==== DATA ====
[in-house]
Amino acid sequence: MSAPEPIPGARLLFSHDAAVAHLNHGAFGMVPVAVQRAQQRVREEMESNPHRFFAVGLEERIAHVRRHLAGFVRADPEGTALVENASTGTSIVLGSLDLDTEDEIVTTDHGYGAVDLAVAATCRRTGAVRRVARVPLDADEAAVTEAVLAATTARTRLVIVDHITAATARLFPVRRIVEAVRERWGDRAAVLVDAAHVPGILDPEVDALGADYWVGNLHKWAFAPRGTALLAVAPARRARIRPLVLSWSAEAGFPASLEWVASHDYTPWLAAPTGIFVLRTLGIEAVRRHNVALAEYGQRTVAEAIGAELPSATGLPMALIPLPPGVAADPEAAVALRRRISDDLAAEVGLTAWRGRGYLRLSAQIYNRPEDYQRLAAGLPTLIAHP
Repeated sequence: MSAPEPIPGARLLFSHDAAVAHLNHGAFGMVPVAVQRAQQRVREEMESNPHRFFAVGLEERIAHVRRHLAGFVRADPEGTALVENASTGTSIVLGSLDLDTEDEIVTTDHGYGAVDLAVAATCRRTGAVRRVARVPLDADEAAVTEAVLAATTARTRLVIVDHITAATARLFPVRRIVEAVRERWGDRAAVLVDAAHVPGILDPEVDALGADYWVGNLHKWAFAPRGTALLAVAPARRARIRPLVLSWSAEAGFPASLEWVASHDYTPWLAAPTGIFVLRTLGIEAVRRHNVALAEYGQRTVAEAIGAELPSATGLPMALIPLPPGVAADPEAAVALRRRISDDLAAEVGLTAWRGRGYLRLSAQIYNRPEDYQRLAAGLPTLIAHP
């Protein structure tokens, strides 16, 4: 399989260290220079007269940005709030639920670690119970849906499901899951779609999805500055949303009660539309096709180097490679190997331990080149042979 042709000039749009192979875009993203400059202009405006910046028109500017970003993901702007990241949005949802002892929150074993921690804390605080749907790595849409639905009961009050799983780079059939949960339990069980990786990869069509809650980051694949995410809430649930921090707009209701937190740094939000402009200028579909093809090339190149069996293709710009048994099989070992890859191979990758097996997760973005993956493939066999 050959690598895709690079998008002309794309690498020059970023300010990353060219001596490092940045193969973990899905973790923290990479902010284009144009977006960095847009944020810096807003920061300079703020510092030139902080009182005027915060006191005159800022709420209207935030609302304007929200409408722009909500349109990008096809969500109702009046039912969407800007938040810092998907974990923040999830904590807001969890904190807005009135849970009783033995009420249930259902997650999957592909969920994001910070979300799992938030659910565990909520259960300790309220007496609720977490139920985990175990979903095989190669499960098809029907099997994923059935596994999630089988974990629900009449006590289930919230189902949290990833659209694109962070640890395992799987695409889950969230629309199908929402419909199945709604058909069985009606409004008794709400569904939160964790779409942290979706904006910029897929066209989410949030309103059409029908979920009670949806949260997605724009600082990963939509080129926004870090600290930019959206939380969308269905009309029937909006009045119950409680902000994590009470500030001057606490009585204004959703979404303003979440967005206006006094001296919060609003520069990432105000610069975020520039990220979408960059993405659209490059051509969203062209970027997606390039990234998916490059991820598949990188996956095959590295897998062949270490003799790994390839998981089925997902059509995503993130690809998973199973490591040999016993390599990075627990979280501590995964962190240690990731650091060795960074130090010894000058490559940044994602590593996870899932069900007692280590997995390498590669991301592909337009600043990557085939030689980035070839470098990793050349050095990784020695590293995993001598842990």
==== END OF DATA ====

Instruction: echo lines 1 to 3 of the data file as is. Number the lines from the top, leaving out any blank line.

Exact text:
[in-house]
Amino acid sequence: MSAPEPIPGARLLFSHDAAVAHLNHGAFGMVPVAVQRAQQRVREEMESNPHRFFAVGLEERIAHVRRHLAGFVRADPEGTALVENASTGTSIVLGSLDLDTEDEIVTTDHGYGAVDLAVAATCRRTGAVRRVARVPLDADEAAVTEAVLAATTARTRLVIVDHITAATARLFPVRRIVEAVRERWGDRAAVLVDAAHVPGILDPEVDALGADYWVGNLHKWAFAPRGTALLAVAPARRARIRPLVLSWSAEAGFPASLEWVASHDYTPWLAAPTGIFVLRTLGIEAVRRHNVALAEYGQRTVAEAIGAELPSATGLPMALIPLPPGVAADPEAAVALRRRISDDLAAEVGLTAWRGRGYLRLSAQIYNRPEDYQRLAAGLPTLIAHP
Repeated sequence: MSAPEPIPGARLLFSHDAAVAHLNHGAFGMVPVAVQRAQQRVREEMESNPHRFFAVGLEERIAHVRRHLAGFVRADPEGTALVENASTGTSIVLGSLDLDTEDEIVTTDHGYGAVDLAVAATCRRTGAVRRVARVPLDADEAAVTEAVLAATTARTRLVIVDHITAATARLFPVRRIVEAVRERWGDRAAVLVDAAHVPGILDPEVDALGADYWVGNLHKWAFAPRGTALLAVAPARRARIRPLVLSWSAEAGFPASLEWVASHDYTPWLAAPTGIFVLRTLGIEAVRRHNVALAEYGQRTVAEAIGAELPSATGLPMALIPLPPGVAADPEAAVALRRRISDDLAAEVGLTAWRGRGYLRLSAQIYNRPEDYQRLAAGLPTLIAHP